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Hollenbeck’s Cider Mill presses on

Bob Ellis/staff photographer

Bruce Hollenbeck, left, and his nephew Matt Hollenbeck make cherry pies at Hollenbeck's Cider Mill in Virgil Tuesday morning as they fill Christmas orders.

VIRGIL — At the heart of Hollenbeck’s Cider Mill sits a vintage apple press from the 1800s — still in use today.

When the mill opens in the fall, kids and customers will line the chain, which blocks public entrance to the press, to see it in action.

Matt Hollenbeck remembers being a kid, standing by that chain, watching his cousin Bruce Hollenbeck run the press and the business. Like many of the other kids who watched with him, he said he remembers wanting to be like Bruce.
Now he has that chance. Bruce Hollenbeck has sold it to him.

The mill opened in 1933, and in 1972 Bruce Hollenbeck bought it from his mother. He announced the latest change in ownership in an advertisement letter to the Cortland Standard late last week.

“I have had the pleasure of meeting and serving several thousand people,” Bruce Hollenbeck wrote. “I can’t begin to tell you what a joy it has been to be in this business and to meet and get to know every one of you.”

The sale was completed Nov. 9, but don’t feel bad if you did not notice the change — Matt Hollenbeck said he takes that as a huge compliment. He said he and Bruce Hollenbeck purposely kept the change in ownership quiet so customers could realize nothing really changed.

Matt Hollenbeck attributes the business’ long success to its loyal following. He considers the mill to be like a community-owned business. Customers have been vocal about what they would like to see stay at the mill.

They’re not telling him what he should do, he said, but more so how important the business and specifics aspects of it are to the community.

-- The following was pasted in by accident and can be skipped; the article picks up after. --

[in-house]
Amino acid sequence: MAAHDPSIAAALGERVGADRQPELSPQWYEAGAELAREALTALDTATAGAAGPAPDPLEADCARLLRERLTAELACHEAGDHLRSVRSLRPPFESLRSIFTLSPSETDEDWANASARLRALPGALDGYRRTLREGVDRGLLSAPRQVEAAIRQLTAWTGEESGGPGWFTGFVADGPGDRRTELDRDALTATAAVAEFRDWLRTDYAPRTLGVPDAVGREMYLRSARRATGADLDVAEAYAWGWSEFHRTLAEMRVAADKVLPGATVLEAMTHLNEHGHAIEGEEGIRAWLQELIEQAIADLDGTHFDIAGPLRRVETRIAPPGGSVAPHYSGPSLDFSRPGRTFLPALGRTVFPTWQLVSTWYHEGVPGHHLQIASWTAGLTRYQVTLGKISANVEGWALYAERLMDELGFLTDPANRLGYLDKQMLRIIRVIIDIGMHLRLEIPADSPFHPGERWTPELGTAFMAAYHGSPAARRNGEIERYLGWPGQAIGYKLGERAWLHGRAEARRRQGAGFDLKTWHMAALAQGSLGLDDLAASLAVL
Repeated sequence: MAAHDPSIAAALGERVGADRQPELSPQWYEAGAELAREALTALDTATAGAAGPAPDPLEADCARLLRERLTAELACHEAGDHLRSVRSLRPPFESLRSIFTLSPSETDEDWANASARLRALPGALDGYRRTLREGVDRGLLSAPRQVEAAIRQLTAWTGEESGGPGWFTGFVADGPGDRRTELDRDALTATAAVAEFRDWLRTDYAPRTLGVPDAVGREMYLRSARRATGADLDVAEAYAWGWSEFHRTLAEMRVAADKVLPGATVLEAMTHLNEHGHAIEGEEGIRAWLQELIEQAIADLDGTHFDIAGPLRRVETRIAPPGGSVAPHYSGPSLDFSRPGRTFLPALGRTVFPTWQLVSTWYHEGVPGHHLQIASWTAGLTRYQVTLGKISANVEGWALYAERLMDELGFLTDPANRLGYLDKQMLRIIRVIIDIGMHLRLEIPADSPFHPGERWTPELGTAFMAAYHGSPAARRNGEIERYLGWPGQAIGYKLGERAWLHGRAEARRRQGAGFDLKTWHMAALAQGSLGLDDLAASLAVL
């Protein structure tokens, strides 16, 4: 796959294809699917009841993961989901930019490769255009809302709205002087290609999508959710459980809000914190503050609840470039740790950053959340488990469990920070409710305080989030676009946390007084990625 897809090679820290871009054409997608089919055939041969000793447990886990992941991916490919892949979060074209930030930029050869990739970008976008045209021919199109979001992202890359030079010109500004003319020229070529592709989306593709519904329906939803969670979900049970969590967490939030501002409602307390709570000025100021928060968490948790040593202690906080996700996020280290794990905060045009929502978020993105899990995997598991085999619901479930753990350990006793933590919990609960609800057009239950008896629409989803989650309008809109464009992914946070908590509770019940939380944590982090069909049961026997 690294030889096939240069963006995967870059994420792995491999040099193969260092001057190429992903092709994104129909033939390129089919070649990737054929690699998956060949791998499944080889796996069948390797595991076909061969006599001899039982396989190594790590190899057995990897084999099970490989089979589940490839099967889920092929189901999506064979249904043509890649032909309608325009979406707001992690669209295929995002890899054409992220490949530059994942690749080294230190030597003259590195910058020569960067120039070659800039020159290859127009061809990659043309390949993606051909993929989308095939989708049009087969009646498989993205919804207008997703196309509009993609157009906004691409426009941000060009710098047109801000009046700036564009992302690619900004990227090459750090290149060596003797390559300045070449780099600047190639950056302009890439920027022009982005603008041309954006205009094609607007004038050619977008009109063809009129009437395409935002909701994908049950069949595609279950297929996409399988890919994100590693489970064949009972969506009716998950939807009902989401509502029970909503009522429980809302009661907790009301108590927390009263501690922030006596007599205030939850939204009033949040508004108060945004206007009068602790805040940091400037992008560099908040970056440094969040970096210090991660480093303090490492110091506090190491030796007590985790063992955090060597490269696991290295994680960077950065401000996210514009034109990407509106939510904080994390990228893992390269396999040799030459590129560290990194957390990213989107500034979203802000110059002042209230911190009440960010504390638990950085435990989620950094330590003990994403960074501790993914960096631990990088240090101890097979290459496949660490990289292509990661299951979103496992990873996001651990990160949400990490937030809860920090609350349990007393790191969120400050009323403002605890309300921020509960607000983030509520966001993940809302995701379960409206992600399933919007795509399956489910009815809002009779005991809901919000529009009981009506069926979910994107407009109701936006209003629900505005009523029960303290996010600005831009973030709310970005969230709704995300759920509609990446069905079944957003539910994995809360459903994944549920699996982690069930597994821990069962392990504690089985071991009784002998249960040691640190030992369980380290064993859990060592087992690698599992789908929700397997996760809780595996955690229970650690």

“I would be foolish not to listen,” he said. “This much investment from customers is incredibly rare.”

He had worked at the mill for about five years before taking ownership. Before then, he was a field geologist for an oil company, but he was not happy. To advance in the field he needed to get his graduate degree, which he was going to go for, but during the process realized advancing in his career meant having an office job. He didn’t want that.

Within that time he began working at the mill, and after a variety of part-time jobs realized the mill was where he wanted to be. He said working there brought a sense of happiness and fulfillment. Getting to work with his hands and meeting the customers were a couple of reasons why he enjoys working there.

Plus he loves the products.

“There was never a time I ate other pies or drank other ciders,” Matt Hollenbeck said about always getting products from his cousin’s business.

As the owner, he said the mill’s traditions will remain. But he does have a vision of expanding the business.
While most of the products sold at the mill come from local vendors, he will work with more local vendors to turn more of the mill’s products local.

He said he would also like to sell more food options, other than desserts. With the mills’ bakery a big part of the business, he could see it being used more, such as making varieties of breads.

The plan is to still have the business open only full-time during the fall, but Matt Hollenbeck said he may look at doing some things during the summer.

He is not sure what role, if any, Bruce Hollenbeck will take with the business, but said his cousin always liked talking with the customers and telling stories, so he wouldn’t be surprised if he continued doing so.

Work is still being done at the facility to get it and the machines ready for another season. When it opens depends on when the apples are ready, but Matt Hollenbeck guessed it could open by Sept. 23. And it will then stay open until about the last week of February.

Goosebumps covered Matt Hollenbck’s arms as he discussed his joy of the business being a part of many people’s Thanksgivings every year.

“It is nice to do things that bring wonder and awe,” Matt Hollenbeck said. “It is an amazing business.”

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